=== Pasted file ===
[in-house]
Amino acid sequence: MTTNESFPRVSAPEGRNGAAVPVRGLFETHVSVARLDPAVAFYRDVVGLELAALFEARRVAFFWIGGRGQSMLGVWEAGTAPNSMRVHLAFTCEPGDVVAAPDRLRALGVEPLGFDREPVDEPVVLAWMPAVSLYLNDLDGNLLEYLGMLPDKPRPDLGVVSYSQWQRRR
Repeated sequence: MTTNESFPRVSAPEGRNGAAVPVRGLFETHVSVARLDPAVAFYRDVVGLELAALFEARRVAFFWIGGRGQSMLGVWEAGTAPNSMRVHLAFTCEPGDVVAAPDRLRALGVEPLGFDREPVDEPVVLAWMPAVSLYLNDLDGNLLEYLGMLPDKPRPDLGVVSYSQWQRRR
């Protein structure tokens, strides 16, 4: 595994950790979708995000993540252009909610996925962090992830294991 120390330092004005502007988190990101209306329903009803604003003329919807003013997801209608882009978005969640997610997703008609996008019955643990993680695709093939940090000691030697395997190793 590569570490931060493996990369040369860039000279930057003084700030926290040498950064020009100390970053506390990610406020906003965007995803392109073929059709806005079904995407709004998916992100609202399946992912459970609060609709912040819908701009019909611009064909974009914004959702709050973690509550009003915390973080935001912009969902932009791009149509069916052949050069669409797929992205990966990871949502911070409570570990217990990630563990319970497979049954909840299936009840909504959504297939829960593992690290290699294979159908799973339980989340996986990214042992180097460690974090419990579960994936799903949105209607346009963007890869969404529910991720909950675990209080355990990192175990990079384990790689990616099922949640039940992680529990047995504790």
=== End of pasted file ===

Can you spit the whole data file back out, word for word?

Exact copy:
[in-house]
Amino acid sequence: MTTNESFPRVSAPEGRNGAAVPVRGLFETHVSVARLDPAVAFYRDVVGLELAALFEARRVAFFWIGGRGQSMLGVWEAGTAPNSMRVHLAFTCEPGDVVAAPDRLRALGVEPLGFDREPVDEPVVLAWMPAVSLYLNDLDGNLLEYLGMLPDKPRPDLGVVSYSQWQRRR
Repeated sequence: MTTNESFPRVSAPEGRNGAAVPVRGLFETHVSVARLDPAVAFYRDVVGLELAALFEARRVAFFWIGGRGQSMLGVWEAGTAPNSMRVHLAFTCEPGDVVAAPDRLRALGVEPLGFDREPVDEPVVLAWMPAVSLYLNDLDGNLLEYLGMLPDKPRPDLGVVSYSQWQRRR
């Protein structure tokens, strides 16, 4: 595994950790979708995000993540252009909610996925962090992830294991 120390330092004005502007988190990101209306329903009803604003003329919807003013997801209608882009978005969640997610997703008609996008019955643990993680695709093939940090000691030697395997190793 590569570490931060493996990369040369860039000279930057003084700030926290040498950064020009100390970053506390990610406020906003965007995803392109073929059709806005079904995407709004998916992100609202399946992912459970609060609709912040819908701009019909611009064909974009914004959702709050973690509550009003915390973080935001912009969902932009791009149509069916052949050069669409797929992205990966990871949502911070409570570990217990990630563990319970497979049954909840299936009840909504959504297939829960593992690290290699294979159908799973339980989340996986990214042992180097460690974090419990579960994936799903949105209607346009963007890869969404529910991720909950675990209080355990990192175990990079384990790689990616099922949640039940992680529990047995504790």